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Four Fundamentals in Building a Security Stack

Posted by Omri Dotan on August 27, 2018
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Better cyber security stack

Cybersecurity is an enormous investment with even more enormous consequences for mistakes. To build an optimal security stack you need to balance residual risks with total cost of ownership of the cyber security stack and with minimal disruption to operations.

Unfortunately , we have reached an impasse. In today’s security landscape the incremental contribution to risk reduction provided by each additional layer has an exponentially diminishing return in an already bloated and expensive stack. For far too long we have looked at the problem through the same eyes: build a business case for each solution or tool we add, again and again and again, with little consideration to optimizing the stack as a whole. I suggest a different premise: focus on balancing residual risk, TCO and business disruption with smartly built security stacks based on a new set of criteria.

Certainly each organization has its own unique security and business requirements and there are many “right” decisions. Nevertheless, whether a multinational enterprise or a smaller business, creating this right balance and maximizing the effectiveness and efficiency of a stack comes down to four fundamental principles: time, vectors of attack, simplicity and ROI. Any tool should be evaluated against these criteria, in the context of building an optimal stack.


By the time a zero day or new fileless attack is detected, it could have been out there for days and months. The ultimate prevention conceptually happens before an attack is ever conceived. Industry research indicates that, on average, attackers move from the initial compromised endpoint (machine zero) to other machines in the network, or escalate privileges, in just two hours. Time zero +2 – that was enough for Wannacry, CCleaner and other attacks to take down companies wholesale. To keep safe, organizations must terminate attacks in the first couple of minutes. Yet according to a Ponemon Institute study, mean dwell time – the amount of time an attacker lurks in an environment before being detected – is 191 days! Given that there’s a direct relationship between the time an organization takes to contain a breach and breach costs, the earlier you can stop an attack, the better.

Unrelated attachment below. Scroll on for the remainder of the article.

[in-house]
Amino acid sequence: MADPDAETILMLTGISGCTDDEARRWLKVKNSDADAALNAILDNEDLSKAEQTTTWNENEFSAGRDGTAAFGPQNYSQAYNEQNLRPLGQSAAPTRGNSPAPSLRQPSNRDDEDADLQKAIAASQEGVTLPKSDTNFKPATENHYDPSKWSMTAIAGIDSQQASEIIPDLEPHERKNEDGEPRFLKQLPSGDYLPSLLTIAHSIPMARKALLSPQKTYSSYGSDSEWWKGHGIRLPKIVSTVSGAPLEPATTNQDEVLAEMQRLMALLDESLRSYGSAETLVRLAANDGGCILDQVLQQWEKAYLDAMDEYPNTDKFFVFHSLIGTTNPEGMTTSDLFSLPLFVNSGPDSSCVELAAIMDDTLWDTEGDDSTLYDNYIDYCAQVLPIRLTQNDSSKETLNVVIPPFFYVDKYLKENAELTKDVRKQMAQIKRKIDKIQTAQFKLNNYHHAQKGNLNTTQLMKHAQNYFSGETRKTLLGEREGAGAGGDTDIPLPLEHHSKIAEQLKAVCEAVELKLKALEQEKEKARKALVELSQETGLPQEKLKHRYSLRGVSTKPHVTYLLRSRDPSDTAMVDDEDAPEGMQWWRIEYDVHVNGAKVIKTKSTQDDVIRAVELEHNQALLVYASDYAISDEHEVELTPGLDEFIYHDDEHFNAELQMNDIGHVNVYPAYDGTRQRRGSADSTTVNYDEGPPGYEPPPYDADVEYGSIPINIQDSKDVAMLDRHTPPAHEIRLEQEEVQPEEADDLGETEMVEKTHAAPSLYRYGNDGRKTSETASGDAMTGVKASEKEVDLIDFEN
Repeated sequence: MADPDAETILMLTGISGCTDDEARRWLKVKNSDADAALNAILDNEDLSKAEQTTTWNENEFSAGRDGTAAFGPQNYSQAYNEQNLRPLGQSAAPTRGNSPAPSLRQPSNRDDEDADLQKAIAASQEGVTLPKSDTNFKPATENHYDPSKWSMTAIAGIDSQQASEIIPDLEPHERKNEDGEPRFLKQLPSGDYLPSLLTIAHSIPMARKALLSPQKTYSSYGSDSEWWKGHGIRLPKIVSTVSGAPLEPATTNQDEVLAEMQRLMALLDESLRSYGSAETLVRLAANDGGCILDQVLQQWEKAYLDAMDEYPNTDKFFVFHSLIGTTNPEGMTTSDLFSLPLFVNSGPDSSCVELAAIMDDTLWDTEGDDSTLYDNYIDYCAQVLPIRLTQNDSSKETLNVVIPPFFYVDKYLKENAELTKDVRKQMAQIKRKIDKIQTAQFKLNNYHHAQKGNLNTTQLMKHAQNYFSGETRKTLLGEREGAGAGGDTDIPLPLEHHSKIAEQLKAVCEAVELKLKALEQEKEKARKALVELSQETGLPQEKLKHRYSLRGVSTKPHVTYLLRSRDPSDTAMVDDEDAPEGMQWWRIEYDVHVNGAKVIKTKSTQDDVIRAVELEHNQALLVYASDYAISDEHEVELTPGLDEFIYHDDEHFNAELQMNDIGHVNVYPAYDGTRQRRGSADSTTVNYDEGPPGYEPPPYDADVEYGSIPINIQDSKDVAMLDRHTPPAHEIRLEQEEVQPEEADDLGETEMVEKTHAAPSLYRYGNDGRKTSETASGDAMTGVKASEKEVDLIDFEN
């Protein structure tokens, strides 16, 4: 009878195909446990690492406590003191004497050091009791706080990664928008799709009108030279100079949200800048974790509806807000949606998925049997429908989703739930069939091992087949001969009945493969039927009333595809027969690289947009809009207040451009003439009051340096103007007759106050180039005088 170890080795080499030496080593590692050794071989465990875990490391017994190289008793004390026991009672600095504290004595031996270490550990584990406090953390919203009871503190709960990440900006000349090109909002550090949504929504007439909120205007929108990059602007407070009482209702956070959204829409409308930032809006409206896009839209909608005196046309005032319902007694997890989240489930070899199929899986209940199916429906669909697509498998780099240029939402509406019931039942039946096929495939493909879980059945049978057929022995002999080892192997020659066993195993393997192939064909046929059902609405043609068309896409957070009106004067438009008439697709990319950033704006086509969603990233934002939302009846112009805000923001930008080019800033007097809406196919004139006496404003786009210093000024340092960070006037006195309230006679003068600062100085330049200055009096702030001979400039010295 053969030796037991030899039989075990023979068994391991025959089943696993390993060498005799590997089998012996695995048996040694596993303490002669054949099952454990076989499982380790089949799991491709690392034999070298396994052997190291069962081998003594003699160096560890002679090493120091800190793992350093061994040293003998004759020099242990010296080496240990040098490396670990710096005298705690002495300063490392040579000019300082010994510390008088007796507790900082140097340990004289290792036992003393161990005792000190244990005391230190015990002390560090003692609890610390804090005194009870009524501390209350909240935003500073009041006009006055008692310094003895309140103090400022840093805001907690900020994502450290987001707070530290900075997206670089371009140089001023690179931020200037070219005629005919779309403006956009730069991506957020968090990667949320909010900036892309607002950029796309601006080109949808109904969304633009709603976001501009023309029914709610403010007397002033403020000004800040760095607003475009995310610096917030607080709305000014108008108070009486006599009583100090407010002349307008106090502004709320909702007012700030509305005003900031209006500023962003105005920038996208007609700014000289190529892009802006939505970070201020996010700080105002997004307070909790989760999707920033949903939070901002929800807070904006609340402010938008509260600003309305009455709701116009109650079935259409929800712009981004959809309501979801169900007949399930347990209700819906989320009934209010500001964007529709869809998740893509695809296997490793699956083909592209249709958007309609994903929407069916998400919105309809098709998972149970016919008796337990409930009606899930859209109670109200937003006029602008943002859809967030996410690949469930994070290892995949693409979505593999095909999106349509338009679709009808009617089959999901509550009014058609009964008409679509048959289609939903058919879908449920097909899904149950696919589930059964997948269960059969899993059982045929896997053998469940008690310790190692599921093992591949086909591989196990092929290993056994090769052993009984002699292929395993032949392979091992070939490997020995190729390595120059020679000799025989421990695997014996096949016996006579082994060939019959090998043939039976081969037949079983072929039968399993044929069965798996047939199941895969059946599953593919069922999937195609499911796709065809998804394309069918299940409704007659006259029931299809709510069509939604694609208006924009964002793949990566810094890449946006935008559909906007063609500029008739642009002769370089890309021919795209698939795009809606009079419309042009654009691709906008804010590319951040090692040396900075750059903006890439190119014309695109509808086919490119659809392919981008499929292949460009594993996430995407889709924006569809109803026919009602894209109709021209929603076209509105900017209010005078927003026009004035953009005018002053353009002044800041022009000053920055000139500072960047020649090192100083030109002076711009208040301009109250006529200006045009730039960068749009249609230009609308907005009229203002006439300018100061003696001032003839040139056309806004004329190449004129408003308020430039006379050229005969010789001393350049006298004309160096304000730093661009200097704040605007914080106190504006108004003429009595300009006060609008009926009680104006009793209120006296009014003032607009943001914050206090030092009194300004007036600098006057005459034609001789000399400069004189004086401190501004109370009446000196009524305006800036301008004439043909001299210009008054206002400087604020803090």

Vectors of Attack

All existing detection-based security products – regardless of their respective technology: signature, behaviour, AI, ML, etc. – focus on identifying, analyzing and then stopping individual pieces of malware. In fact, one vaunted measure of assessment is how many millions of malware samples are stopped by a solution. This is an irrelevant measure and an unimpressive approach. Regardless of the number of malware and their variants, attacks occur via a finite set of pathways and vectors.

In order to avoid detection based products, attack frameworks usually end up leveraging something in the memory. A focus on dismantling the memory pathways by which malware eventually comes is far more effective than hunting each specific malware and variant. To borrow from war, destroying the bridge via which an army will pass is far more effective and immediate than hunting and destroying each soldier in that army (the standard security approach).

There are known vectors for known types of malware – these are currently well protected by Perimeter Defense, Access Management, and Signature based AV. Then there is the rapidly growing world of unknown attacks that needs to be addressed by innovative memory protection. Given that no single solution can address all vectors, a smart stack would categorize the key vectors and apply the right tool for each vector.

Simplicity in security stack